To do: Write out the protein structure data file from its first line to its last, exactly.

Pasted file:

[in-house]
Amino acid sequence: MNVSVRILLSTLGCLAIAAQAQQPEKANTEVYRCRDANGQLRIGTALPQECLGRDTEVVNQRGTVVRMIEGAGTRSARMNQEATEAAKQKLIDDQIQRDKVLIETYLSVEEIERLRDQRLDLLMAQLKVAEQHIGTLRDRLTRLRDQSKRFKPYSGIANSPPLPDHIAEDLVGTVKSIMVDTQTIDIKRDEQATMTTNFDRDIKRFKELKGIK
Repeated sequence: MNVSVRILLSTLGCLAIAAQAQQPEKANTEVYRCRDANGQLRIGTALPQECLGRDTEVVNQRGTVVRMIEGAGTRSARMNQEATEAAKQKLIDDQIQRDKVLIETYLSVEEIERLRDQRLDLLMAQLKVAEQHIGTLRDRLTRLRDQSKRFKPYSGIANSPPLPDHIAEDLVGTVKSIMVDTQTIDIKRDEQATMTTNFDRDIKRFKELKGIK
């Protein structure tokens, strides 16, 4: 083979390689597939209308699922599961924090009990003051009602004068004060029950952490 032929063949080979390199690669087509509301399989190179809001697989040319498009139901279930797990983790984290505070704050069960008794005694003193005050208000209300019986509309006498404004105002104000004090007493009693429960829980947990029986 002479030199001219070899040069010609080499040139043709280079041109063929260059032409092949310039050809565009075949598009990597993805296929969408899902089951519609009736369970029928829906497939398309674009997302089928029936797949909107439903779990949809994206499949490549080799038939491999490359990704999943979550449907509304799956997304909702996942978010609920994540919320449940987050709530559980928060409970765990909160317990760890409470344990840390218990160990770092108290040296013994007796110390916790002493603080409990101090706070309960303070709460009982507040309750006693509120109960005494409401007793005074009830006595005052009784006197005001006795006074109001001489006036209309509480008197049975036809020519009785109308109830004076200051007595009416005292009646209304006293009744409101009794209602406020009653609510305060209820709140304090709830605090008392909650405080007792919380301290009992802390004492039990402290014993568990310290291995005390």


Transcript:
[in-house]
Amino acid sequence: MNVSVRILLSTLGCLAIAAQAQQPEKANTEVYRCRDANGQLRIGTALPQECLGRDTEVVNQRGTVVRMIEGAGTRSARMNQEATEAAKQKLIDDQIQRDKVLIETYLSVEEIERLRDQRLDLLMAQLKVAEQHIGTLRDRLTRLRDQSKRFKPYSGIANSPPLPDHIAEDLVGTVKSIMVDTQTIDIKRDEQATMTTNFDRDIKRFKELKGIK
Repeated sequence: MNVSVRILLSTLGCLAIAAQAQQPEKANTEVYRCRDANGQLRIGTALPQECLGRDTEVVNQRGTVVRMIEGAGTRSARMNQEATEAAKQKLIDDQIQRDKVLIETYLSVEEIERLRDQRLDLLMAQLKVAEQHIGTLRDRLTRLRDQSKRFKPYSGIANSPPLPDHIAEDLVGTVKSIMVDTQTIDIKRDEQATMTTNFDRDIKRFKELKGIK
């Protein structure tokens, strides 16, 4: 083979390689597939209308699922599961924090009990003051009602004068004060029950952490 032929063949080979390199690669087509509301399989190179809001697989040319498009139901279930797990983790984290505070704050069960008794005694003193005050208000209300019986509309006498404004105002104000004090007493009693429960829980947990029986 002479030199001219070899040069010609080499040139043709280079041109063929260059032409092949310039050809565009075949598009990597993805296929969408899902089951519609009736369970029928829906497939398309674009997302089928029936797949909107439903779990949809994206499949490549080799038939491999490359990704999943979550449907509304799956997304909702996942978010609920994540919320449940987050709530559980928060409970765990909160317990760890409470344990840390218990160990770092108290040296013994007796110390916790002493603080409990101090706070309960303070709460009982507040309750006693509120109960005494409401007793005074009830006595005052009784006197005001006795006074109001001489006036209309509480008197049975036809020519009785109308109830004076200051007595009416005292009646209304006293009744409101009794209602406020009653609510305060209820709140304090709830605090008392909650405080007792919380301290009992802390004492039990402290014993568990310290291995005390």